How to: Rewire Speed Control

Words: Peter Vieira

3 steps to like-new

Of all the “pro” features to trickle down to “sport” speed controls, external solder points for the motor and battery wires are probably the most useful. You can cut the wires as short as you like for a custom installation, and then simply replace them when you move the speed control to a new vehicle that requires different lengths. If a wire is damaged, you don’t have to make a hack-looking splice—just replace the whole wire. The catch? You need a little soldering-iron savvy to do the job. Don’t worry; it’s easy!

You'll Need

> 40W (or higher) pencil type soldering iron
> 60/40 rosin-core solder
> Paste flux
> 14-gauge wire
> Wire strippers
> Third-hand tool


Remove the old wire

Clip the wire into the third-hand tool so the bottom of the solder tab is facing you. Lift the speed control slightly, so there is tension on the wire. Touch the tip of the soldering iron to a piece of solder to “wet” the tip, then touch the tip to the wire. As soon as the solder liquefies, it will release the wire, and the tension on the wire will pull it out of the tab.

Melt a little solder onto the tip of your iron to help flow heat into the joint.

Lift the speed control slightly to tension the wire as you heat the joint. If the solder doesn’t melt and release the wire in a second or two, the soldering iron isn’t hot enough.

Once the wire is removed, its hole will likely be filled with solder. That’s normal; resist the urge to drill it out!  

Give yourself a hand

Don’t have a third-hand tool? Just wrap a thick rubber band around a pair of pliers to spring-load the jaws. It isn’t quite as handy (no pun intended) as a third hand, but it will get the job done.

Prepare the new wire 

Cut the wire slightly longer than you think you’ll need, and use the wire strippers to remove about 3mm of insulation from one end. Twist the exposed strands together, then dab them with flux. Hold the tip of the soldering iron to the strands, and then feed in the solder. When the strands are coated (“tinned”) with solder, stop. Additional solder will only flow under the insulation and make the wire stiff.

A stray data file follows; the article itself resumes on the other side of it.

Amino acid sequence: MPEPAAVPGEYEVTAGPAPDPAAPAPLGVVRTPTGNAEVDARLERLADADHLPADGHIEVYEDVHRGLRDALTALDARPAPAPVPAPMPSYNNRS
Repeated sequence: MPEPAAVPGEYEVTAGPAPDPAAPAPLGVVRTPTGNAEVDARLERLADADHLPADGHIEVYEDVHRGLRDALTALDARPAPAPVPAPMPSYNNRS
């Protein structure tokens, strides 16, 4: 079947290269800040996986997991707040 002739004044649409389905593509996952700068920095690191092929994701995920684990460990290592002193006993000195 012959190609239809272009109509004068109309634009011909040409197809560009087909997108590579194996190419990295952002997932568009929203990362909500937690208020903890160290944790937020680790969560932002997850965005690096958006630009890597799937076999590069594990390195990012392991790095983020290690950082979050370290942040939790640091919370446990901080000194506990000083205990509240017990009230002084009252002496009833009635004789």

Trim the wire at least 1 inch longer than you need.

Strip the insulation and twist the wire strands together tightly.

A dab of flux will help solder flow onto the wire.

Tin the wire with solder, but don’t overdo it.

Getting wired

Now that you know how to replace your speed control’s wires, there’s no excuse for not having a superclean installation. Here are some tips to help you get your wiring wired.

Not too tight! You want the wires as short as possible to minimize electrical resistance, but leave enough slack to absorb chassis flex. You don’t want a crash or hard landing to break the solder joints.

Twisting fights glitching. If you’re having trouble with radio glitching, and you’ve already made certain that the motor has the correct capacitors on it, try twisting the motor wires together. It just might cure your glitch!

Save your wires. If you transfer your speed control from one vehicle to another, save the wires from the vehicle that’s getting shelved. When it’s time to put the speed control back in, you won’t have to make up a new set of wires.

Install the wire

Clip the new wire into our third-hand tool—close to the wire’s tinned end. Hold the speed control so the open solder tab is against the wire (don’t worry if the hole in the solder tab is plugged by a web of solder). Melt a little solder onto the tip of the iron and then touch the iron to the tab. When the solder liquefies, the wire will slip into the tab’s hole. When you see the solder on the tab and the tinned wire flow together, the joint is complete.


Apply gentle downward pressure as you heat the solder tab.

When the wire pokes through, remove the iron and hold the speed control steady until the joint cools.

There you have it—fresh wires for your speed control. This is Novak’s new XRS reversing model.







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